6. Yeah, my model 3 is only a couple hundred pounds heavier then comparable cars…

    Not that big a deal.

    Massive torque however fries tires.

    Mines set on chill. Tires will last a lot longer.

  7. I switched my Tesla Model S Long Range Plus from its OEM tires to Yokohama summer tires and lost something like 8 to 10 percent range. That in itself wouldn’t have been so bad, but what really hurt was that it threw all the navigation estimates off. My projected state-of-charge on arrival would gradually drop as I drove down the road, and this got me in trouble.

    I recently switched to Pirelli all-season “Elect” tires and regained that lost range. Tesla also updated the nav system at the same time to better account for weather, and now the projections are super dependable.

    I have the 19-inch wheels with the plastic aero covers that so many online commenters say are hideous. (I’ve never heard anybody say they look bad when looking at them in-person, tho!) Anyhow beauty is in the eye of the beholder, and they don’t bother me at all. I think 21-inch wheels look a bit goofy, to be honest, and I’m surprised and puzzled that so many people choose them.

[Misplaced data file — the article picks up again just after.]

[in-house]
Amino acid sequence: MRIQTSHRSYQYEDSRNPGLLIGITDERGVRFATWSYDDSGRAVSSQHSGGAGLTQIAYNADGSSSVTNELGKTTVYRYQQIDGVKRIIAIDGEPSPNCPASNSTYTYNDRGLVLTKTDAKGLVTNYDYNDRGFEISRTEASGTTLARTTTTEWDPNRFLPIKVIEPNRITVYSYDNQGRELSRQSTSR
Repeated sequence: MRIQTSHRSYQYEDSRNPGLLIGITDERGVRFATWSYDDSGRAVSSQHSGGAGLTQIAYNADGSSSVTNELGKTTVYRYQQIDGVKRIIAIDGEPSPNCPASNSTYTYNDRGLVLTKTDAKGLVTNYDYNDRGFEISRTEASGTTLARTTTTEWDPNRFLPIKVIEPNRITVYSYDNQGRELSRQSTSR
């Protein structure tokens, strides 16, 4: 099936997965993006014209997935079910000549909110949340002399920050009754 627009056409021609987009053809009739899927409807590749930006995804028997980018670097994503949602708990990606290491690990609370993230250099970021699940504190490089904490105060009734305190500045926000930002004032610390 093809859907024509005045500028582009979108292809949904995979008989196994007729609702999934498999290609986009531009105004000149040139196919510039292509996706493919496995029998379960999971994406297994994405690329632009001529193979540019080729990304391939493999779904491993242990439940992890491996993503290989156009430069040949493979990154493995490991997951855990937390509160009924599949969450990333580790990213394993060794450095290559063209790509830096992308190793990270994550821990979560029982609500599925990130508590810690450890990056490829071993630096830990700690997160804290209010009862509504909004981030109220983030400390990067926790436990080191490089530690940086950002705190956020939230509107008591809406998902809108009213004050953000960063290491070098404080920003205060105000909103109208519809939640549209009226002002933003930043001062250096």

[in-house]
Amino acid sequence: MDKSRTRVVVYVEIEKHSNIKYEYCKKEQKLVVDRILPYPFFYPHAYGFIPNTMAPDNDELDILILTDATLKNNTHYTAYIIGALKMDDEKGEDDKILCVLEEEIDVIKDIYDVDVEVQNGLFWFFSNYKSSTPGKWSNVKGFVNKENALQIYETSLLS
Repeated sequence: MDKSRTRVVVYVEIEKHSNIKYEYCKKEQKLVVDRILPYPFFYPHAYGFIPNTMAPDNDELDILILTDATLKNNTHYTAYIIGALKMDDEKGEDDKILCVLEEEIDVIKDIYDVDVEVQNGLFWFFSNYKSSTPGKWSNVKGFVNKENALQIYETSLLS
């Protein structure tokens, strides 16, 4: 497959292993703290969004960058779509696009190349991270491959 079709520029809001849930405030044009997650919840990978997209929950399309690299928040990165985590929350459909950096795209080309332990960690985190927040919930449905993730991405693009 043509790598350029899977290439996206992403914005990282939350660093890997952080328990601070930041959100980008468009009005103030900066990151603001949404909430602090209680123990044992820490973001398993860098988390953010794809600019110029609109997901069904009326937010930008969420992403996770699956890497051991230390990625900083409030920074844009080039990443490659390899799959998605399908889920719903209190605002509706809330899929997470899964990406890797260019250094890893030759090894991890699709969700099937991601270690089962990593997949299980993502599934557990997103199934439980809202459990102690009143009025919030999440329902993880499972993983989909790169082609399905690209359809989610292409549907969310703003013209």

8. I took a about a 15-20% hit on my pickup going with a slightly larger tire. This affects all vehicles it’s just ICE vehicles hold a lot of energy and refill quicker. That’s all. There is nothing to see here.

  9. With the Accord hybrid going to the 19” wheels in the Sport trim vs 17” in the base or EXL brings you down 5mpg. Buyers just need to figure out what they really want more: style/grip or economy/comfort.

  10. I hate this slow migration toward monster wheels. I finally ordered a Model Y and opted for the smaller 19” wheels. Hopefully when it arrives I can sell those and get some 18s instead. I’d like to go as small as possible without hitting the brakes or suspension.

  11. I guess it’s just fortunate that range is no where near the problem that fossil drivers think it is. Being able to drive for 3hrs 10 mins before a break with cool wheels or 3 hrs 22 mins before a break with less cool wheels..meh

  12. IDK who really cares if fancy tires reduce range a bit, we’re paying the cost now in kWh instead of litres of gasoline, EVs are just so much more carbon and cost efficient to begin with.

  13. As long as you have ‘enough’ range, who cares? I got 18″ Audi A6 wider rims on my eGolf, and the range hit is minimal, but the performance is night and day better than the 16″ pizza cutter eco tires. I still get through my day just fine.

    So, this sounds like another non-issue to me. Making news from nothing.

  14. It’s the same for every car.
    Just in an EV everyone is focused on initial potential range…🤦‍♂️ All just cause it displays this very accurately.

    It’s like running an ICE with 25L petrol. That will awake more people on their car consumption.